If innovation in liberal congregations is hard, you won’t be surprised to learn that innovation will be resisted.
Sometimes the resistance will be in the open, and you will be able to identify specific people who are resisting the innovation. For example, I know of one minister who implemented innovations that brought 80 new people into a small congregation in less than a year; the response of the congregation’s board was to hire a lawyer so they could fire the minister. But I suspect that more often resistance will be passive and generalized: the innovator will find him- or herself ignored or encased in a bubble of apathy and inaction. This is why we might want to frame this statement in the passive voice — “innovation will be resisted” — because often it’s not clear who is doing the resisting.
And there are good reasons for us to resist innovation. I’ve already pointed out that innovation requires long hours and hard work, and that much innovation results in failure. Why spend long hours on something that’s likely to fail? If a given congregation is doing reasonably well at the moment (whether or not analysis shows it is declining over time), it makes a lot more sense to avoid innovation. Even in a case where a congregation is not doing well, why invest a lot of time and energy in innovative solutions, since most innovation is likely to fail?
Innovation is inherently risky, which is another reason to resist it. Take, for example, the way liberal congregations raise money. Most liberal congregations raise money today the same way they have been raising money for the past century. Yet in the last twenty years, fundraising in the rest of the nonprofit sector has changed dramatically, and other nonprofits are competing far more effectively for nonprofit dollars than are most liberal congregations. But if you go to your congregation’s leadership and suggest that they adopt some of the common fundraising practices of the rest of the nonprofit sector, you will face serious resistance — what if you try these new ideas and they fail? where will the money come from? The higher the stakes, the more resistance to risk and innovation you will find.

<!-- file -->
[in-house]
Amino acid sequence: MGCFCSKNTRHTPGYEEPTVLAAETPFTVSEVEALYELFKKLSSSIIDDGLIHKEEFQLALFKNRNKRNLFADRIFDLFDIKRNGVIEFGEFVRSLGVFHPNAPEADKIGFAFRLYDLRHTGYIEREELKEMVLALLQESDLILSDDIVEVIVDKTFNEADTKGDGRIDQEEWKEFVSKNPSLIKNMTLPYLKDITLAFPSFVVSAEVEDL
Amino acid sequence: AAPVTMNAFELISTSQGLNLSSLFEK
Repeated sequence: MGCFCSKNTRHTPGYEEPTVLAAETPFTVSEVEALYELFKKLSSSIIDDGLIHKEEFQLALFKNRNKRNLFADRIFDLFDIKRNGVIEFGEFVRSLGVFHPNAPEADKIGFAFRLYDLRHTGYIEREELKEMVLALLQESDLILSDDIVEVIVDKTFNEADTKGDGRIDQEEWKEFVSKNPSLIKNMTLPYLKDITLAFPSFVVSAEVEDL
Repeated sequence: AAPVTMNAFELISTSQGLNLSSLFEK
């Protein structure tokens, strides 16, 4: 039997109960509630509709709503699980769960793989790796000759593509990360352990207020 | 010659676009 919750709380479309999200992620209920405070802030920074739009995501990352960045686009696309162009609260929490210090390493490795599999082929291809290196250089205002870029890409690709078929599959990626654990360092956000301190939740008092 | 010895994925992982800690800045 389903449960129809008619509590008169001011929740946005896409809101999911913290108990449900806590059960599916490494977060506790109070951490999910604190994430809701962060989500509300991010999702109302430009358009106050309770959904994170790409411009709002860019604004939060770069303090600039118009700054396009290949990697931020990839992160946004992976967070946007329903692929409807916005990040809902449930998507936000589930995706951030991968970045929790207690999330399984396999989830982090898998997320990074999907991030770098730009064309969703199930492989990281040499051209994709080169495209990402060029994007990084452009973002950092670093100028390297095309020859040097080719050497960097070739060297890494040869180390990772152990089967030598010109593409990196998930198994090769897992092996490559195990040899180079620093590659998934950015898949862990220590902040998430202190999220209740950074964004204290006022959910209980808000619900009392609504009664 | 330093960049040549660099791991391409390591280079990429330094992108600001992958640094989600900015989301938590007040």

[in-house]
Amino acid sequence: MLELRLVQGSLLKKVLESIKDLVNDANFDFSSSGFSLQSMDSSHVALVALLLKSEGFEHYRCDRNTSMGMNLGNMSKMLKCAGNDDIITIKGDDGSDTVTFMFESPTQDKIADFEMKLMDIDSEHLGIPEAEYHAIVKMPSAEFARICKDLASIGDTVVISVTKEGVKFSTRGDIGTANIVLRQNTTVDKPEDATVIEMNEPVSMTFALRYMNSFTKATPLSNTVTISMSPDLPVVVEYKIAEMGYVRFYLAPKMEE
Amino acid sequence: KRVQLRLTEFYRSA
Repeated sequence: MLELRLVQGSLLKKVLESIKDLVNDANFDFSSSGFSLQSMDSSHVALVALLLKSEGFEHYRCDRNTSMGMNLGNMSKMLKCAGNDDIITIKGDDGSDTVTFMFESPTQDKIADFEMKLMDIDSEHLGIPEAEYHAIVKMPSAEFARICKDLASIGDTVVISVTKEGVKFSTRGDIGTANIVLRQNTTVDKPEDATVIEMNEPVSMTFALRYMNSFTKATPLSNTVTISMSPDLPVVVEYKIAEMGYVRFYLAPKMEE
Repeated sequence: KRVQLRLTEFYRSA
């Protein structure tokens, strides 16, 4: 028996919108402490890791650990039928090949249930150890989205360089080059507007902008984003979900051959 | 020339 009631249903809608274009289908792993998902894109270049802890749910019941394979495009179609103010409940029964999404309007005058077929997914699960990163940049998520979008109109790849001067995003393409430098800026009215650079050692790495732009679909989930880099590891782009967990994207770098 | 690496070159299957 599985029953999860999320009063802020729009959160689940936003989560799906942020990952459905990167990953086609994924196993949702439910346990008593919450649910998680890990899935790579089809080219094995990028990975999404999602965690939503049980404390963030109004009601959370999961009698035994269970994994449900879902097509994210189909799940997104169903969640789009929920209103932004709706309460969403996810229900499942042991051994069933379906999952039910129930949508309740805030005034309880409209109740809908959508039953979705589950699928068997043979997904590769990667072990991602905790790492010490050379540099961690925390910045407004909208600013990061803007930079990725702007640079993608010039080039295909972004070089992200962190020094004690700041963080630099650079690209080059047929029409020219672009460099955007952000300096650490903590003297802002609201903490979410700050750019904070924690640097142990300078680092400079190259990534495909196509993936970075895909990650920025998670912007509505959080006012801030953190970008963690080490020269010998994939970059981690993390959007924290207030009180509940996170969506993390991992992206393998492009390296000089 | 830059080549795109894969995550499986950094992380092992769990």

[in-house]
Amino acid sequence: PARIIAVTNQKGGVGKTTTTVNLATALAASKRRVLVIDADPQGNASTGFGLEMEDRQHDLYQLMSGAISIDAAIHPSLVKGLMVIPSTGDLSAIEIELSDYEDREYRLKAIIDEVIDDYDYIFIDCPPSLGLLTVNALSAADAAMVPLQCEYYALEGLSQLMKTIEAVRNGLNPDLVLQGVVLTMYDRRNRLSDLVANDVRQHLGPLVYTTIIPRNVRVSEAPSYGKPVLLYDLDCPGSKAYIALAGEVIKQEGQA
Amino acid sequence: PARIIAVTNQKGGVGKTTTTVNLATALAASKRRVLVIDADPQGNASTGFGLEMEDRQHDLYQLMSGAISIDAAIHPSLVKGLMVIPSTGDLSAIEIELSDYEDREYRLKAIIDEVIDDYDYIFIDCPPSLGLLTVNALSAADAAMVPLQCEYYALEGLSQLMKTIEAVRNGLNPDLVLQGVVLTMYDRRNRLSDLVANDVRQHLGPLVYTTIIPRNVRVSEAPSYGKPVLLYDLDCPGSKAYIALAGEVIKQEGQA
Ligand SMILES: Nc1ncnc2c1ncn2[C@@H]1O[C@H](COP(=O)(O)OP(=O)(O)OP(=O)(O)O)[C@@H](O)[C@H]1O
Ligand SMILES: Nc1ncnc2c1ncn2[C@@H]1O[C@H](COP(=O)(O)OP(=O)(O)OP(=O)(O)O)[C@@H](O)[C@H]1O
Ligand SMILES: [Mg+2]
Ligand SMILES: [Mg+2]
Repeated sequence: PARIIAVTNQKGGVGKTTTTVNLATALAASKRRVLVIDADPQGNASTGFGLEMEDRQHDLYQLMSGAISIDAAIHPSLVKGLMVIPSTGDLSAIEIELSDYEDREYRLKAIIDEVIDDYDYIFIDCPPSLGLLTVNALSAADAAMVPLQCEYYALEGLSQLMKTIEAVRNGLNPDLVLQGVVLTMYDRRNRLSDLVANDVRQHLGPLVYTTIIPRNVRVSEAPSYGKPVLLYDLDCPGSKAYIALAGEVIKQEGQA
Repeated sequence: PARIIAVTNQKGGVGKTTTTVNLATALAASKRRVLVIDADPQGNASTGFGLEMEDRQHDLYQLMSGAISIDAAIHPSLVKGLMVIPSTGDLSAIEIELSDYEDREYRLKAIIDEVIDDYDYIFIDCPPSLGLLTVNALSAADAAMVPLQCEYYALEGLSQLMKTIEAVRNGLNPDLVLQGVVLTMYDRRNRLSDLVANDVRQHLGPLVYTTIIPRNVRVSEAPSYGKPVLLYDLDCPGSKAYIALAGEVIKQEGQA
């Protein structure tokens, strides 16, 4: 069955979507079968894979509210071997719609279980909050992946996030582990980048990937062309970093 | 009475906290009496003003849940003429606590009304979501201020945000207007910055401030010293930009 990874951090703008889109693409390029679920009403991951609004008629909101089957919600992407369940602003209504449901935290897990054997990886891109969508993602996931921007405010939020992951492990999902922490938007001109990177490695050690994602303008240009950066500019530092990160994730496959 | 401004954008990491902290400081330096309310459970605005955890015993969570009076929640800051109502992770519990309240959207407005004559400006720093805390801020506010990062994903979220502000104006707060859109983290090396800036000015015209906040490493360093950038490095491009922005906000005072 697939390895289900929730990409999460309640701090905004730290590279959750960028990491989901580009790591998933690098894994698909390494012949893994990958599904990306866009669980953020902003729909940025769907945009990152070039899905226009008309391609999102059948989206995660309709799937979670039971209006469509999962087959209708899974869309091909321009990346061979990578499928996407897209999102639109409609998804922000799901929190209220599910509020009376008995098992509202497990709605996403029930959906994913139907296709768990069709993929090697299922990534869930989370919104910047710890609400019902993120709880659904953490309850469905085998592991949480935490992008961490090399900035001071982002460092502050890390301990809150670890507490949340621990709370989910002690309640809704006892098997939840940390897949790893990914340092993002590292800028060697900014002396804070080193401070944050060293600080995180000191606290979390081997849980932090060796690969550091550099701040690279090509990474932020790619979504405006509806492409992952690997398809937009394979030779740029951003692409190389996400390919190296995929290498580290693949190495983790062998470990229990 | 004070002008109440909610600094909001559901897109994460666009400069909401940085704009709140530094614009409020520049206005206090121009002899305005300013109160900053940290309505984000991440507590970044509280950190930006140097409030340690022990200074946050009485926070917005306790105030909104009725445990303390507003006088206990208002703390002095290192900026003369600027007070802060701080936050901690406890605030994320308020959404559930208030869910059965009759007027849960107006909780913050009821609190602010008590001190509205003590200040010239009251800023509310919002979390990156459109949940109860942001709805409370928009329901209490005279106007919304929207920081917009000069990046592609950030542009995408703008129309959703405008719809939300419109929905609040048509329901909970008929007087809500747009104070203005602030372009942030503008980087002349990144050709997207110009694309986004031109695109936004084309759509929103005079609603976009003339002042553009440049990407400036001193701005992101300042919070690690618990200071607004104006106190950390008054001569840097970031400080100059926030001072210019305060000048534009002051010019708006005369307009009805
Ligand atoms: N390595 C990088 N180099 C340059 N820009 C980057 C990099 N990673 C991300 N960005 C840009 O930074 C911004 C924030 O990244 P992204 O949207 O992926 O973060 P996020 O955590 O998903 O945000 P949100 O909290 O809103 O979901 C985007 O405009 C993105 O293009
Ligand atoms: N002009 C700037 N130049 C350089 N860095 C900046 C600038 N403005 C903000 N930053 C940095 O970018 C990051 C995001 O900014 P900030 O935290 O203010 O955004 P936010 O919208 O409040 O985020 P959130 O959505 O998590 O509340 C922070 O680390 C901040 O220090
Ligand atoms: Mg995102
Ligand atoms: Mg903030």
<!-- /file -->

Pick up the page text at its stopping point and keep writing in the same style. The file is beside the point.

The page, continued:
Finally, most liberal congregation seem to have a strong strain of institutional conservatism in them. I suspect that because we are willing to engage in some theological innovation, we are more likely to cling to our institutional forms. Furthermore, all the liberal congregations I know are dominated by a kind of hyper-individualism that gives a great many persons veto power over any decision. When so many people can veto major and minor decisions for any reason or no reason at all, institutions tend to become quite conservative — most decisions (including most innovations) will be vetoed, and the institution will keep on doing things the same way they’ve always been done.